However, these initiatives are in their infancy because of the absence of compulsory requirements. Even the most environmentally aware companies may find themselves in a prisoner’s dilemma if they attach a value to their water resources when the vast majority of the food industry still does not account for water costs and externalities. Water needs to find its way into the mindsets of CFOs so that they can recognize emerging societal values as well as the potential bottom line impacts. Those very farmers who manage, and mismanage, 90% of the water need effective economic incentives. Without incentives that protect farm livelihoods, farmers cannot practice sustainable soil and water management. The business as usual approach makes farmers the unwitting start of an uneconomic and environmentally unsustainable system of food provision.
Methodologies to account for the environment exist and have become an increasingly popular topic in the academic accounting literature. Water management accounting as a sub-discipline is, however, still in its earliest phase. Examples from the Australian wine industry show that physical water management accounting is underway and accepted by wine supply chain managers. The monetary side of water management accounting, however, is still getting used to the need for more costing and accounting information if the outcomes are to be effective. However, while margins in the wine industry are considerably higher than in, for example, cereal production, the core question will be how to develop accounting for water to change behaviors and actions of all parties in the supply chain.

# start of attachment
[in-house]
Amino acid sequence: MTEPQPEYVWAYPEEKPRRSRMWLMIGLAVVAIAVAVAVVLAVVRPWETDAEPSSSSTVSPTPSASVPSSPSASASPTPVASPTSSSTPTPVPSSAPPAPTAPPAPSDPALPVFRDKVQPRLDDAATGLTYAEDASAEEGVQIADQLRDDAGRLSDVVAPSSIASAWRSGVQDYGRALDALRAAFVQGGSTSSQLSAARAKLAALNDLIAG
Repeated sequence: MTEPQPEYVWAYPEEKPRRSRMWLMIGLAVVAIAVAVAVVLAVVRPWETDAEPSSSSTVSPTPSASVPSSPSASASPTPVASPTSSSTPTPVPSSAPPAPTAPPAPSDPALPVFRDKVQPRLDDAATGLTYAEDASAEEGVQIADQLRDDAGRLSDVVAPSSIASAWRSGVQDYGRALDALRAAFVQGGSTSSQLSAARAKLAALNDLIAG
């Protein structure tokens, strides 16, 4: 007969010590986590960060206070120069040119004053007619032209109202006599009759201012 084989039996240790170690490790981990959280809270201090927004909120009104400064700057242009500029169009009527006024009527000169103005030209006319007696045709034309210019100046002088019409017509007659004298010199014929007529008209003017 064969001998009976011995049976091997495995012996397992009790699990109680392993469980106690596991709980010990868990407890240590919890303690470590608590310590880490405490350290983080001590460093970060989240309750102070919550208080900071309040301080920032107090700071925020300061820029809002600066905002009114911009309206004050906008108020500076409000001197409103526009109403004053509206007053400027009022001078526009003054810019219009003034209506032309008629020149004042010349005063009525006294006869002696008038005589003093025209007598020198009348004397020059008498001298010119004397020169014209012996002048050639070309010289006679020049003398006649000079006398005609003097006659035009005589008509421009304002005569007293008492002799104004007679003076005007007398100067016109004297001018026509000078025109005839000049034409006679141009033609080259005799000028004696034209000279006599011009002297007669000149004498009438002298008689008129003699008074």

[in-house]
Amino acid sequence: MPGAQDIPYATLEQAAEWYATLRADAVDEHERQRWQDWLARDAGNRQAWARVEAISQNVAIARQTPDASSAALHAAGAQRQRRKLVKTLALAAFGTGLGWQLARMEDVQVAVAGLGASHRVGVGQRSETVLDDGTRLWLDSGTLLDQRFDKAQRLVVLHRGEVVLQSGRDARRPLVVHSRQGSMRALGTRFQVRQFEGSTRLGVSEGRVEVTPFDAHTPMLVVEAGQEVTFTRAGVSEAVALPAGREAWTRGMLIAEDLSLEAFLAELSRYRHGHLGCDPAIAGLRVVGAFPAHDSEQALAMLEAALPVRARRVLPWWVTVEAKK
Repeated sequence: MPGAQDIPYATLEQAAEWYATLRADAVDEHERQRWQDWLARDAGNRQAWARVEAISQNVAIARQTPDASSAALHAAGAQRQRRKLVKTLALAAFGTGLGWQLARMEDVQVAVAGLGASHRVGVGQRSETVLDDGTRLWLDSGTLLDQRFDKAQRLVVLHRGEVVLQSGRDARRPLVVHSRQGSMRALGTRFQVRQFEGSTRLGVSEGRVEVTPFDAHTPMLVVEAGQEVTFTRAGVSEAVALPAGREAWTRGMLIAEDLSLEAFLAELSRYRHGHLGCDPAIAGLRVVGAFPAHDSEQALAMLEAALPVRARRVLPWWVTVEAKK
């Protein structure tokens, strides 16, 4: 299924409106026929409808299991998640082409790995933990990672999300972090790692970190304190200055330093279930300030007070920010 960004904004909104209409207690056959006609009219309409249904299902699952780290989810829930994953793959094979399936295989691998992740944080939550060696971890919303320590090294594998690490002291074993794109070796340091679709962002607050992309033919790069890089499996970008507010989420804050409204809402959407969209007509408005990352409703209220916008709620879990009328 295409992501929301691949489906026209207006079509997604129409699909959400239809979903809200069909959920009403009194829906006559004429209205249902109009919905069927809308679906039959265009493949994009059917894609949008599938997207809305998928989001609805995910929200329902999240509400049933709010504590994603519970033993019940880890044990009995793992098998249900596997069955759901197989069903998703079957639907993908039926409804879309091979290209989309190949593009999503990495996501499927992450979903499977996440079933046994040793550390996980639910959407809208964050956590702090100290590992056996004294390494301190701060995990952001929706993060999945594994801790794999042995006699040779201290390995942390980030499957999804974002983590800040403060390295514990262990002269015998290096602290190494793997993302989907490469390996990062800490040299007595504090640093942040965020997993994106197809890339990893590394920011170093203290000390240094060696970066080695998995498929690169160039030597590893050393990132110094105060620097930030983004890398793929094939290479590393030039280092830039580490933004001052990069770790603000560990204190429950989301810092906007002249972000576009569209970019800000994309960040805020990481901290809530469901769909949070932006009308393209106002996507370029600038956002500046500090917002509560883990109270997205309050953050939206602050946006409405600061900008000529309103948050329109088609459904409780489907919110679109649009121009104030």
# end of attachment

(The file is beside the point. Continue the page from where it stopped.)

This is not proving to be an easy task. It requires engagement between the leaders of the accountancy profession as well as farmers and corporate executives. It also requires the awareness of wider society. Consumers and voters need to grasp that sustainability in the twenty-first century will come at a price.
It is time for accountants to engage in this crucial debate and enable the mitigation of the world’s greatest risk of the coming decades. What is needed are appropriate global standards for accounting for water. Sustainability reporting by the Global Reporting Initiative (GRI) and the Sustainability Accounting Standards Board (SASB) provide a voluntary basis for providing disclosures, which in some jurisdictions is a requirement to disclose environmental related risks in regulatory filings. The same must be said about the Natural Capital Coalition in the United Kingdom, which seeks to develop a universal methodology valuing all externalities at risk, including water. However, the significant challenge in this process appears to be how to account for (including measurement, quantification, and pricing) of the fugitive water resource. Attaching a price to water is not an easy task and it would inevitably add a burden to welfare states across the world, which rely on cheap food to keep aging and/or young societies together. But the pricing of water and the payment to farmers for caring for water needs to be part of the accounting standards as much as labor or energy costs. Affordable food should still be possible with market competition despite the higher water costs needed for sound environmental stewardship with the continued government intervention to protect the poor.